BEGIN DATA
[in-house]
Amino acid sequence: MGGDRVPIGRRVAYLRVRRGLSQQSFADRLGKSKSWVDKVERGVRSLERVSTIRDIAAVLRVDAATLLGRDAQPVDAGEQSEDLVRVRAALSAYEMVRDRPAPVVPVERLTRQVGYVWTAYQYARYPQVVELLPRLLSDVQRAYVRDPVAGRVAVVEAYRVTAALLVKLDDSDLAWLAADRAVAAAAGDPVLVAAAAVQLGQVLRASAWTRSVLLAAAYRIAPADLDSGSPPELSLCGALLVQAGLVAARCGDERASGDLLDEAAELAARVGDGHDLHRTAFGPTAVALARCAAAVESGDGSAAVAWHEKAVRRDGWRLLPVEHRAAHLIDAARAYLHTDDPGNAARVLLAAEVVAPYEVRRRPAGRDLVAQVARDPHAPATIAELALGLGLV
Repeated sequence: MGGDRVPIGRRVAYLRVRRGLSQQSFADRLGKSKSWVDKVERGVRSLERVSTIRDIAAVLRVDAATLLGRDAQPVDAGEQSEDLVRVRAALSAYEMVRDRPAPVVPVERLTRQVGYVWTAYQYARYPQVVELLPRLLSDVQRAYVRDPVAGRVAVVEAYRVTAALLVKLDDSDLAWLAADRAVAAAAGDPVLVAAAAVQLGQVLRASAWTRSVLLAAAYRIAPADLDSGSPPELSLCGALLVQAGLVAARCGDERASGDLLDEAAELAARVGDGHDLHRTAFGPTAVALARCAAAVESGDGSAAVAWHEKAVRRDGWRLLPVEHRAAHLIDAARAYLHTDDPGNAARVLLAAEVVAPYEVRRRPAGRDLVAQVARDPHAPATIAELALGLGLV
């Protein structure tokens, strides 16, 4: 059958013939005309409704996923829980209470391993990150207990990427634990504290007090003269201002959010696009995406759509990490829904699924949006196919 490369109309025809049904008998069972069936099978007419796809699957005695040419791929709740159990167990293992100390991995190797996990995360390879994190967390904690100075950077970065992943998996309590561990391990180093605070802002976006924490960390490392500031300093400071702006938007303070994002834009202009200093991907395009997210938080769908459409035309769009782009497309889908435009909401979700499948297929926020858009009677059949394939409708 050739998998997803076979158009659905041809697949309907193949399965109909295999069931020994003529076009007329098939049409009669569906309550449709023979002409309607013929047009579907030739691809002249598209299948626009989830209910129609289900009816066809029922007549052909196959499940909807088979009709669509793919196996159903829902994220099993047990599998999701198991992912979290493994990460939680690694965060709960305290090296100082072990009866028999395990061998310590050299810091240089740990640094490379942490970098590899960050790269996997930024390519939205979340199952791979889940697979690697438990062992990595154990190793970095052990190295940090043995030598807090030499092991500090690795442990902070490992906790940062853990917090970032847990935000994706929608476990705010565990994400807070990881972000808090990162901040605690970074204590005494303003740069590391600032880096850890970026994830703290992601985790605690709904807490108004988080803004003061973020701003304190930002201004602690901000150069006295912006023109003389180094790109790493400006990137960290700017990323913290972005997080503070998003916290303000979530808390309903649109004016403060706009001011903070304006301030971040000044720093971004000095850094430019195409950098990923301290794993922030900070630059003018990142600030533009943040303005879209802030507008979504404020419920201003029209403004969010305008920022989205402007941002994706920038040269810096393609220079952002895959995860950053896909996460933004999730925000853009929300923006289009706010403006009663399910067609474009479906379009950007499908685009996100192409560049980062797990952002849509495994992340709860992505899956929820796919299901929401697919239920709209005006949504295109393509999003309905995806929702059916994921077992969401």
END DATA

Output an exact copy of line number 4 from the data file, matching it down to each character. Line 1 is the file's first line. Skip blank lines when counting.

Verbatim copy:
């Protein structure tokens, strides 16, 4: 059958013939005309409704996923829980209470391993990150207990990427634990504290007090003269201002959010696009995406759509990490829904699924949006196919 490369109309025809049904008998069972069936099978007419796809699957005695040419791929709740159990167990293992100390991995190797996990995360390879994190967390904690100075950077970065992943998996309590561990391990180093605070802002976006924490960390490392500031300093400071702006938007303070994002834009202009200093991907395009997210938080769908459409035309769009782009497309889908435009909401979700499948297929926020858009009677059949394939409708 050739998998997803076979158009659905041809697949309907193949399965109909295999069931020994003529076009007329098939049409009669569906309550449709023979002409309607013929047009579907030739691809002249598209299948626009989830209910129609289900009816066809029922007549052909196959499940909807088979009709669509793919196996159903829902994220099993047990599998999701198991992912979290493994990460939680690694965060709960305290090296100082072990009866028999395990061998310590050299810091240089740990640094490379942490970098590899960050790269996997930024390519939205979340199952791979889940697979690697438990062992990595154990190793970095052990190295940090043995030598807090030499092991500090690795442990902070490992906790940062853990917090970032847990935000994706929608476990705010565990994400807070990881972000808090990162901040605690970074204590005494303003740069590391600032880096850890970026994830703290992601985790605690709904807490108004988080803004003061973020701003304190930002201004602690901000150069006295912006023109003389180094790109790493400006990137960290700017990323913290972005997080503070998003916290303000979530808390309903649109004016403060706009001011903070304006301030971040000044720093971004000095850094430019195409950098990923301290794993922030900070630059003018990142600030533009943040303005879209802030507008979504404020419920201003029209403004969010305008920022989205402007941002994706920038040269810096393609220079952002895959995860950053896909996460933004999730925000853009929300923006289009706010403006009663399910067609474009479906379009950007499908685009996100192409560049980062797990952002849509495994992340709860992505899956929820796919299901929401697919239920709209005006949504295109393509999003309905995806929702059916994921077992969401």